I am at my first chain adjustment on an 02 Daytona. I also have a 17 tooth front sprocket I want to put on. It is the CE so it has the SSSA. I figure the only way that cranking that wheel will tighten the chain is if there is an offset hole that the axel rides in inside the hub. I also read somewhere that adjusting the chain affects the ride height.
Does anyone know if 1) I need to drop a link in the chain to lose a tooth on the front sprocket and 2)if I can crank it forward so the hole drops down to lower the seat height rather than raise it? Thanks in advance for any help.
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Re: Chain adjustment question
Well i dont think the ride hieght will change, nothing you could notice, and if your changing sprockets its best to do both and a new chain, now i might add that it is preffered to change chain with sprockets not required if the sprockets are ok. As to the length i can only say i run the 17 tooth around the city and for the long trips i swap back to the 18, mind you it is a new 18 not the original, of course with the change back (2nd time) i have not changed the chain and have been running the same chain length, it has shortened the wheel base from the original 18 tooth front, but i kinda like it a little shorter, gives me more weight over it and the front gives more feed back, but thats just me, not saying its right
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hey Dominico, This is the way PROFESSIONAL mechanics do a chain/sprocket check and drive chain alignment and tension.. Proper chain tension is very important to the life of your chain and sprockets and performance of your bike. First, you need to check to see if the chain/sprockets need replacing. (Chain and sprockets are ALWAYS replaced as a set (-all-3)..if you replace a chain on worn sprockets.. the chain will stretch out QUICK.. and if you put new sprockets with a worn chain.. the sprockets will be worn out QUICK too!!) ...To do this..the bike needs to be on the center stand or bike stand...NOT on the side stand...
...now...--remove the chain guard-- next..Sprocket check time - take one hand and squeeze the chain (grab the chain above and below the swingarm) at the point between the axle and the swingarm bolt.. as hard as possible. to take all the slack out of the chain and put the tension completely around the back sprocket.. while you are squeezing the chain as hard and tight as possible.. - with your other hand - try to lift/pull the chain off the rear sprocket.. IF you can pull the chain off enough to see if there is a .200" or 5mm max. gap between the chain and sprocket - under the chain... or MORE THAN A HALF a tooth groove under the chain..or the chain pulls up more than two teeth...OR the teeth on either sprocket are "pointed thin" or rounded inside....you need to replace the chain/sprockets.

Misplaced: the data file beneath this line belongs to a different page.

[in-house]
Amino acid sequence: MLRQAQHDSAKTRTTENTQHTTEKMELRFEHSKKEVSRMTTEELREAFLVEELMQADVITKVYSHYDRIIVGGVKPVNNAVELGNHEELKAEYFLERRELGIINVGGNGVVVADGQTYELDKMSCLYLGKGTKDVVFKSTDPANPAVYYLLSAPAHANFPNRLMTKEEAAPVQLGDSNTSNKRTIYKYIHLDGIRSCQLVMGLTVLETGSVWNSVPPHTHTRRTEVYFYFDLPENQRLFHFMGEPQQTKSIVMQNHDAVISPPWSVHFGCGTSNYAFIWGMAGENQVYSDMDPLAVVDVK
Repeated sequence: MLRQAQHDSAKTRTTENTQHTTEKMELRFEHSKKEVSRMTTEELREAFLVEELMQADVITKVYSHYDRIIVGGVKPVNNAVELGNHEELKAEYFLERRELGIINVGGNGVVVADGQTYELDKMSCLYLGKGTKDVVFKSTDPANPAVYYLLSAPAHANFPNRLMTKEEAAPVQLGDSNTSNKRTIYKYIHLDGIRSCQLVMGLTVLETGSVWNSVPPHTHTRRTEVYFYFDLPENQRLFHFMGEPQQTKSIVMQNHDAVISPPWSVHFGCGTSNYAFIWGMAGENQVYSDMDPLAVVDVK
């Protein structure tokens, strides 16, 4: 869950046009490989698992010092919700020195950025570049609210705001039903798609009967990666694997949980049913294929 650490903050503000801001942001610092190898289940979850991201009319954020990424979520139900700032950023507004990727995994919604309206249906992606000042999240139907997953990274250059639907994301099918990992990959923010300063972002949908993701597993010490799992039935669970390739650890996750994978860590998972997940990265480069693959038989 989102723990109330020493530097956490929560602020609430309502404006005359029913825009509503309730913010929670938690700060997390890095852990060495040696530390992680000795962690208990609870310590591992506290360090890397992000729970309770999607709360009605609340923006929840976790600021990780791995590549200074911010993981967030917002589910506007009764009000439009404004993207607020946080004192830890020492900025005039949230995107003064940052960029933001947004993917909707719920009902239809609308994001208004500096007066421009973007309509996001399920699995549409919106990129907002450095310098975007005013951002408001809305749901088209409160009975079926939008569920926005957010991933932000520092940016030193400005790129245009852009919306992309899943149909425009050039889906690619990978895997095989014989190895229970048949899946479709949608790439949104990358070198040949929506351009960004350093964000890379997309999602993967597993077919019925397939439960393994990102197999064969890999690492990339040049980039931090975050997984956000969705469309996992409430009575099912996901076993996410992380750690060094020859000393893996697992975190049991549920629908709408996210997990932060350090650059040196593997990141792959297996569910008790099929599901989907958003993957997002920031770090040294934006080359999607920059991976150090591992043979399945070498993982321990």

...ONCE you are sure the chain/sprockets are good..its time to CORRECTLY align and adjust the chain tension. Loosen the axle nut.. DO NOT remove it.. now - tap it gently to make sure its loose...loose the chain adjuster nuts.. back them off a good bit, but do not remove them...you may,also need to loose the rear brake caliper mounts ..you should be able to move the rear wheel forward and backward with your hand.(this is to assure you have sufficient "looseness" to make the proper adjustment...NOW - pull the rear tire backwards until it stops.. - run the adjuster nut(s) until they are just snug..ALIGNMENT - This is CRITICAL - (did you remove the chain guard yet?) - do that now. You must be able to see down the entire length of the chain (above the swingarm)..The chain MUST RUN IN A STRAIGHT LINE!! .. The little marks on the swingarm are just "guides".. never use them as perfect.. the only way to assure CORRECT ALIGNMENT is a visual check of the chain to make sure its in a straight line!!!! - ...ANY bend, crook, or mis-alignment will cause premature wear and tear, and make it harder for your engine to make it turn. - Now - Rotate the wheel and find the tightest point of the chain... there is one, and its normal... LEAVE the tight point located between the two sprockets on the top of the swingarm. This is where you will "feel" for the correct tension. The biggest thing most people miss when adjusting the tension is having the AXEL/NUT and the SWINGARM PIVOT SHAFT and the COUNTERSHAFT C/L (front sprocket shaft) IN A STRAIGHT LINE - ALL THREE ARE ON THE SAME PLANE!!!!! . NOW, You may have to get a buddy to help pull the swing arm up.. (I use a tie down strap through the rear wheel and over the seat pulled tight enough to make AND KEEP the STRAIGHT LINE!!)
..Once you have established the straight line - --- - --- - and MADE SURE the chain is RUNNING STRAIGHT on both sprockets.. NOW _ its time to adjust the tension. There WILL be a tightest and loosest point of the chain..(normal).. you MUST adjust the tension using the TIGHTEST point of the chain....set the tension so you can move the chain up and down (total movement) about 1 3/8 inch to a max of 2 inches!! Once you have established the chain is straight and the tension is correct, its time to TIGHTEN EVERYTHING in order... start with snugging the axle nut.. then snug the adjuster nuts more..-- DOUBLE CHECK you chain alignment.. now - tighten the axle - TIGHT!!... tighten the adjuster nuts..lock down the lock nuts.. tighten the caliper.. TRIPLE CHECK the alignment... double check the tension...double check all the nuts... install the chain guard... REMOVE whatever you use the keep the straight line straight..